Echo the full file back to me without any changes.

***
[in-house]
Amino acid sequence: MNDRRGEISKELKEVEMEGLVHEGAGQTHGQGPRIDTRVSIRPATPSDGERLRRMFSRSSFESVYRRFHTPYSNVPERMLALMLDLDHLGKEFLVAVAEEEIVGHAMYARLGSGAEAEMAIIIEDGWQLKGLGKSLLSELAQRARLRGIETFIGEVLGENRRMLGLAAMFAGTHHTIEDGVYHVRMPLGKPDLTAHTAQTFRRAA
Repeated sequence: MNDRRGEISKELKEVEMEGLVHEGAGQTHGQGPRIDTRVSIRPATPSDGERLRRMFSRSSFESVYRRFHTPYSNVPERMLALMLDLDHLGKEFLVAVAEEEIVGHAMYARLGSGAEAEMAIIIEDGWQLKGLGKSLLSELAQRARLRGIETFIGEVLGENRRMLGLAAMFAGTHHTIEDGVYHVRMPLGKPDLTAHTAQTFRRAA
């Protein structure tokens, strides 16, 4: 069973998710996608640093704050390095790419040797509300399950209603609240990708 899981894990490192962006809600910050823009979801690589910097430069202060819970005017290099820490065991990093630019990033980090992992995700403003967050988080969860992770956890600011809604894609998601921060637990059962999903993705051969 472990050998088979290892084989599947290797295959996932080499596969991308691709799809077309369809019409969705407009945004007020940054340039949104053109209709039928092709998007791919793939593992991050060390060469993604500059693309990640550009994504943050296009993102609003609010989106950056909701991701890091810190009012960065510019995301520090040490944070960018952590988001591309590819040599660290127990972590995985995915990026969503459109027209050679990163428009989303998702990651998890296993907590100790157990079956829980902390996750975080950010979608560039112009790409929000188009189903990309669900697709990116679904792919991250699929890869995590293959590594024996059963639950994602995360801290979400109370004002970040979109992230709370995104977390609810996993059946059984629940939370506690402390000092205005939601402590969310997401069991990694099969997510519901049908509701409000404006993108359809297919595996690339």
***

[in-house]
Amino acid sequence: MNDRRGEISKELKEVEMEGLVHEGAGQTHGQGPRIDTRVSIRPATPSDGERLRRMFSRSSFESVYRRFHTPYSNVPERMLALMLDLDHLGKEFLVAVAEEEIVGHAMYARLGSGAEAEMAIIIEDGWQLKGLGKSLLSELAQRARLRGIETFIGEVLGENRRMLGLAAMFAGTHHTIEDGVYHVRMPLGKPDLTAHTAQTFRRAA
Repeated sequence: MNDRRGEISKELKEVEMEGLVHEGAGQTHGQGPRIDTRVSIRPATPSDGERLRRMFSRSSFESVYRRFHTPYSNVPERMLALMLDLDHLGKEFLVAVAEEEIVGHAMYARLGSGAEAEMAIIIEDGWQLKGLGKSLLSELAQRARLRGIETFIGEVLGENRRMLGLAAMFAGTHHTIEDGVYHVRMPLGKPDLTAHTAQTFRRAA
């Protein structure tokens, strides 16, 4: 069973998710996608640093704050390095790419040797509300399950209603609240990708 899981894990490192962006809600910050823009979801690589910097430069202060819970005017290099820490065991990093630019990033980090992992995700403003967050988080969860992770956890600011809604894609998601921060637990059962999903993705051969 472990050998088979290892084989599947290797295959996932080499596969991308691709799809077309369809019409969705407009945004007020940054340039949104053109209709039928092709998007791919793939593992991050060390060469993604500059693309990640550009994504943050296009993102609003609010989106950056909701991701890091810190009012960065510019995301520090040490944070960018952590988001591309590819040599660290127990972590995985995915990026969503459109027209050679990163428009989303998702990651998890296993907590100790157990079956829980902390996750975080950010979608560039112009790409929000188009189903990309669900697709990116679904792919991250699929890869995590293959590594024996059963639950994602995360801290979400109370004002970040979109992230709370995104977390609810996993059946059984629940939370506690402390000092205005939601402590969310997401069991990694099969997510519901049908509701409000404006993108359809297919595996690339």